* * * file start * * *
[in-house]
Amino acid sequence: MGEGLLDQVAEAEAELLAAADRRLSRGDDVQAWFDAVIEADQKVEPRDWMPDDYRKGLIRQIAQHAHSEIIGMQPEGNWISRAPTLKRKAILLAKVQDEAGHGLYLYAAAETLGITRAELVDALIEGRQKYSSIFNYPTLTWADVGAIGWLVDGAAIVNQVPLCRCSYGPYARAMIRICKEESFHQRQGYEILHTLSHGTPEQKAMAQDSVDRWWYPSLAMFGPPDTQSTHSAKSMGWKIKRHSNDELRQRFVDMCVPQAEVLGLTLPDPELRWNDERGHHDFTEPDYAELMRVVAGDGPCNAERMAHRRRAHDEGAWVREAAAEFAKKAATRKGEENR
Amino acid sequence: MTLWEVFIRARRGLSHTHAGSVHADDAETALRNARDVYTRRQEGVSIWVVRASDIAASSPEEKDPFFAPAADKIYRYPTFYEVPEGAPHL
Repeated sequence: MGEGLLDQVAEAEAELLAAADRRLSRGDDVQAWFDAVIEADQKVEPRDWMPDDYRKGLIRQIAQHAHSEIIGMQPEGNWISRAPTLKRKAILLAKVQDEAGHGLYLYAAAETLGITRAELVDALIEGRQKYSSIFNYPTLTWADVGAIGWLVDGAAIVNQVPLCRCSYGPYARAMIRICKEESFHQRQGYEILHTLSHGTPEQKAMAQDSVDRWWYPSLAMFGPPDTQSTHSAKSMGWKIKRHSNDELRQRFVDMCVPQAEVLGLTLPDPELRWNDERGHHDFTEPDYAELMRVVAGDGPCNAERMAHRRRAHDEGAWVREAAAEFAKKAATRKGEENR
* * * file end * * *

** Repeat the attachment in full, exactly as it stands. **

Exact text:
[in-house]
Amino acid sequence: MGEGLLDQVAEAEAELLAAADRRLSRGDDVQAWFDAVIEADQKVEPRDWMPDDYRKGLIRQIAQHAHSEIIGMQPEGNWISRAPTLKRKAILLAKVQDEAGHGLYLYAAAETLGITRAELVDALIEGRQKYSSIFNYPTLTWADVGAIGWLVDGAAIVNQVPLCRCSYGPYARAMIRICKEESFHQRQGYEILHTLSHGTPEQKAMAQDSVDRWWYPSLAMFGPPDTQSTHSAKSMGWKIKRHSNDELRQRFVDMCVPQAEVLGLTLPDPELRWNDERGHHDFTEPDYAELMRVVAGDGPCNAERMAHRRRAHDEGAWVREAAAEFAKKAATRKGEENR
Amino acid sequence: MTLWEVFIRARRGLSHTHAGSVHADDAETALRNARDVYTRRQEGVSIWVVRASDIAASSPEEKDPFFAPAADKIYRYPTFYEVPEGAPHL
Repeated sequence: MGEGLLDQVAEAEAELLAAADRRLSRGDDVQAWFDAVIEADQKVEPRDWMPDDYRKGLIRQIAQHAHSEIIGMQPEGNWISRAPTLKRKAILLAKVQDEAGHGLYLYAAAETLGITRAELVDALIEGRQKYSSIFNYPTLTWADVGAIGWLVDGAAIVNQVPLCRCSYGPYARAMIRICKEESFHQRQGYEILHTLSHGTPEQKAMAQDSVDRWWYPSLAMFGPPDTQSTHSAKSMGWKIKRHSNDELRQRFVDMCVPQAEVLGLTLPDPELRWNDERGHHDFTEPDYAELMRVVAGDGPCNAERMAHRRRAHDEGAWVREAAAEFAKKAATRKGEENR